Daily Mobility Exercises by Dr. Kelly Starrett Forums General Upper Cross Syndrome and relationship to Shoulder impingement Re: Upper Cross Syndrome and relationship to Shoulder impingement

AvatarKatie Hemphill

Hey Frank,

I would say the major implication of upper crossed syndrome to shoulder impingement is how it affects the movement of your scapula (shoulder blade).
When you reach up towards an overhead position, your scapula should rotate upwards in tandem with your arm. This positions the glenoid (the shoulder “socket”) so that it points more upwardly, allowing your arm to reach greater ranges. However, if this does not occur (whether because of stiffness or muscle imbalances, as we see with the serratus anterior and lower trap weakness / misfiring associated with upper crossed syndrome), your humeral head (the “ball” part of the shoulder joint) ends up squishing tendons and other tissues up into the acromion (that point on the outside of your shoulder), which causes pain and irritation.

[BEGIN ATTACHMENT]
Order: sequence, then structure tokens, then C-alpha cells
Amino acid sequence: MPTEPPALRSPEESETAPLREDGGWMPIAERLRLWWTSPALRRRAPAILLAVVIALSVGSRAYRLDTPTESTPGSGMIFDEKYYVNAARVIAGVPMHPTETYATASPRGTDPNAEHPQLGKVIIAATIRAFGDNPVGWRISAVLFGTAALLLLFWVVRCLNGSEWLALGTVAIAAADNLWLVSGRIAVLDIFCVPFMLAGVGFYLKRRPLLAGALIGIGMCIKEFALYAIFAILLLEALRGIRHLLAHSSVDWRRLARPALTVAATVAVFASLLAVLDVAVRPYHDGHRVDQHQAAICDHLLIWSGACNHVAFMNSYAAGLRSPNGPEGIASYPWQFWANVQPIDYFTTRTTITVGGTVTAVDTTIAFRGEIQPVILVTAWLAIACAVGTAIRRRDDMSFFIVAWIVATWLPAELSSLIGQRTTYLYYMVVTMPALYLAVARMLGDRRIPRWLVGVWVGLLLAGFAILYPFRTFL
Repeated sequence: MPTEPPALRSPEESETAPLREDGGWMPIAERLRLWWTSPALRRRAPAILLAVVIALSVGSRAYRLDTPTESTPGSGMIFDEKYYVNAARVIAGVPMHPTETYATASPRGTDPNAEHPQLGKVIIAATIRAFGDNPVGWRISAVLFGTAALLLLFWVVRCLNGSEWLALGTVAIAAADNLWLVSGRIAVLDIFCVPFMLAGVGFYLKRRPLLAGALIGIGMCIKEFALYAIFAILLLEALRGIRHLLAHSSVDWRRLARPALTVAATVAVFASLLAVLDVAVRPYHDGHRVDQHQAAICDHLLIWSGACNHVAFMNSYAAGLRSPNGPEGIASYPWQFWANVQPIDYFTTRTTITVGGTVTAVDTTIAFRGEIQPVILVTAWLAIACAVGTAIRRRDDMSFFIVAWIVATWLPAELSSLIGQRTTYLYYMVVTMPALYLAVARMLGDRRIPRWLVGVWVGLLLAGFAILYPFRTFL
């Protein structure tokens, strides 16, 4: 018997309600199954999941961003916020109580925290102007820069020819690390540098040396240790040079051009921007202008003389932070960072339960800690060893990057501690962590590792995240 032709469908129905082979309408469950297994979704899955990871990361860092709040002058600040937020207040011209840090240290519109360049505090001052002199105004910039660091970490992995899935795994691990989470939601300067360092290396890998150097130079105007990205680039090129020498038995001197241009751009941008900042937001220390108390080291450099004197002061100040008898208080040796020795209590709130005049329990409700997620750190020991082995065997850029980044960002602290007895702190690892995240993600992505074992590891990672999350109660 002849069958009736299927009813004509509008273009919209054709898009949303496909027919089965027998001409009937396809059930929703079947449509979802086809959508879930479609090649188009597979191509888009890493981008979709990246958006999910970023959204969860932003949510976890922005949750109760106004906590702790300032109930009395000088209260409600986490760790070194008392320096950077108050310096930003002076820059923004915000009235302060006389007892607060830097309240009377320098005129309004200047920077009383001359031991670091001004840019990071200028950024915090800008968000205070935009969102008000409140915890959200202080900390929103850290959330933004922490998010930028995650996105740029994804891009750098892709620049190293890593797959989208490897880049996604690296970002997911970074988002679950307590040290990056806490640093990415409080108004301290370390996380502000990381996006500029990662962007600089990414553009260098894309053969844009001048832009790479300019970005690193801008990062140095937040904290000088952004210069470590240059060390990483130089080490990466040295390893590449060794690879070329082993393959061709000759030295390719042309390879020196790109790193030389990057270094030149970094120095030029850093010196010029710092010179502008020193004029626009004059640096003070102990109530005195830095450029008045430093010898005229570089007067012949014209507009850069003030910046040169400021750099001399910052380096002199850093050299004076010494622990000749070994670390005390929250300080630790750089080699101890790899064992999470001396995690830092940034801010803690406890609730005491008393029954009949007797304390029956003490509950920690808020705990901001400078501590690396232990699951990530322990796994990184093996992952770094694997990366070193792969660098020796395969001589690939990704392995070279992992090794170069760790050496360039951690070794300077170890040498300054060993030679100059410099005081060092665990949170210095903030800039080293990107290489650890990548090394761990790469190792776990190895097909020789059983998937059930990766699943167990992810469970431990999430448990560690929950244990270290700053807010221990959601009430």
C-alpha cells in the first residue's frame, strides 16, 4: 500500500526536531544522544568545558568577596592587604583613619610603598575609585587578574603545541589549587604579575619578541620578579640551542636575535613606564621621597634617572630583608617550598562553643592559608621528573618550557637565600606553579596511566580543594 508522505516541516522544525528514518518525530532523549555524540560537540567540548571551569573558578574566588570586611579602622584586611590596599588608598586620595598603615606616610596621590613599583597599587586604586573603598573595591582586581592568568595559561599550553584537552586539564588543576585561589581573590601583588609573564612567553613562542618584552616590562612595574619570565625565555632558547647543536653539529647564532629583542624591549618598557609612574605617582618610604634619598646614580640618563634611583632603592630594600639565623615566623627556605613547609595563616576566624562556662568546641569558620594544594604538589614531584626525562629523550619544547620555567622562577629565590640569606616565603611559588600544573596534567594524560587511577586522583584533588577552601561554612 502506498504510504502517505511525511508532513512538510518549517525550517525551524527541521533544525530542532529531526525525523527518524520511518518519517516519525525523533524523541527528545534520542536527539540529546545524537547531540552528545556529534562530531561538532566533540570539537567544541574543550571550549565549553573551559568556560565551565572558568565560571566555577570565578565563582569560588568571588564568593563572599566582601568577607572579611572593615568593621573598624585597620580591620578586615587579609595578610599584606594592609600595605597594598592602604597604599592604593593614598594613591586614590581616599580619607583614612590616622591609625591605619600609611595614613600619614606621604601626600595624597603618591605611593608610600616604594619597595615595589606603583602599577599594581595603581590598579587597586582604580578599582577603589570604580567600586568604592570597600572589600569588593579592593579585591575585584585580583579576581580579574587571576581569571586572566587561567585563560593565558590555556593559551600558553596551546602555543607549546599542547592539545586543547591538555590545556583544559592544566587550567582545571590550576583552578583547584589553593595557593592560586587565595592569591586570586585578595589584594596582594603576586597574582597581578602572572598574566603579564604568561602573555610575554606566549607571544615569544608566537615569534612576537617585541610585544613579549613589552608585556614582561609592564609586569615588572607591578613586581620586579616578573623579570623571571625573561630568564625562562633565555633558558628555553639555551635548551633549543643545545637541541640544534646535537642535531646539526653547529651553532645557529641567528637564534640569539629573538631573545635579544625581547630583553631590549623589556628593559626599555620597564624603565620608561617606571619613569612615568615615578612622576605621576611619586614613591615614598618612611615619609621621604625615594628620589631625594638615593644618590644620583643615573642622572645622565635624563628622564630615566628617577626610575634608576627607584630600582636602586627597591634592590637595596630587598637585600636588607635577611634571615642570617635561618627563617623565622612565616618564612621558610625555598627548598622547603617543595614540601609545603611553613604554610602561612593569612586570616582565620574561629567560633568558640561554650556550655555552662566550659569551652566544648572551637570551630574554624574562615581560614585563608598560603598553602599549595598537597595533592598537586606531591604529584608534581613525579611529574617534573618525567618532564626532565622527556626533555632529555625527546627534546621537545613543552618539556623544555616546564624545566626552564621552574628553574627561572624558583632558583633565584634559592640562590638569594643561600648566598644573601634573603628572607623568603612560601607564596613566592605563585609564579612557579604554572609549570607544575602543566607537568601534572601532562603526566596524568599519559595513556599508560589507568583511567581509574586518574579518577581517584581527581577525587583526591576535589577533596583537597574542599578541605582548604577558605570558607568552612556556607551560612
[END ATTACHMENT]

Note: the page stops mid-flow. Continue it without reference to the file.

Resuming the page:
Additionally, Upper Crossed aside, if your rotator cuff muscles aren’t effectively stabilizing you shoulder, the humeral head will move excessively upwards on the glenoid (ball rolls up the socket as you move), which can also cause impingement.
Now go see a physical therapist.